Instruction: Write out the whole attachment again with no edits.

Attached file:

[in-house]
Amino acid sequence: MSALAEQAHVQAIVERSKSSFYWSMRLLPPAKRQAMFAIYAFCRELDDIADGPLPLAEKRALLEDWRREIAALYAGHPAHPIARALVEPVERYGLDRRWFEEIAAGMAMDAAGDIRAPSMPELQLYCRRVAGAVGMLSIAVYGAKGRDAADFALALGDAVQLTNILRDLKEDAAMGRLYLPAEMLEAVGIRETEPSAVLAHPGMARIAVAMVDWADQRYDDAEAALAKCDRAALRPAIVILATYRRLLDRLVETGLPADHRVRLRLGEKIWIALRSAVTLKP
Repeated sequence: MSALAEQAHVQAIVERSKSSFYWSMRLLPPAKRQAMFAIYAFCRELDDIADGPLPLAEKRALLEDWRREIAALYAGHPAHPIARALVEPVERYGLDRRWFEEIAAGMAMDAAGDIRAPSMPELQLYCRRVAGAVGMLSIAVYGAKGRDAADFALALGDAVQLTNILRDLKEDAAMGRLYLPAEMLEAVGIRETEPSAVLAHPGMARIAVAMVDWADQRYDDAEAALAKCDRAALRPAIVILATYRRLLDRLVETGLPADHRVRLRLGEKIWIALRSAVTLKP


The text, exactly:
[in-house]
Amino acid sequence: MSALAEQAHVQAIVERSKSSFYWSMRLLPPAKRQAMFAIYAFCRELDDIADGPLPLAEKRALLEDWRREIAALYAGHPAHPIARALVEPVERYGLDRRWFEEIAAGMAMDAAGDIRAPSMPELQLYCRRVAGAVGMLSIAVYGAKGRDAADFALALGDAVQLTNILRDLKEDAAMGRLYLPAEMLEAVGIRETEPSAVLAHPGMARIAVAMVDWADQRYDDAEAALAKCDRAALRPAIVILATYRRLLDRLVETGLPADHRVRLRLGEKIWIALRSAVTLKP
Repeated sequence: MSALAEQAHVQAIVERSKSSFYWSMRLLPPAKRQAMFAIYAFCRELDDIADGPLPLAEKRALLEDWRREIAALYAGHPAHPIARALVEPVERYGLDRRWFEEIAAGMAMDAAGDIRAPSMPELQLYCRRVAGAVGMLSIAVYGAKGRDAADFALALGDAVQLTNILRDLKEDAAMGRLYLPAEMLEAVGIRETEPSAVLAHPGMARIAVAMVDWADQRYDDAEAALAKCDRAALRPAIVILATYRRLLDRLVETGLPADHRVRLRLGEKIWIALRSAVTLKP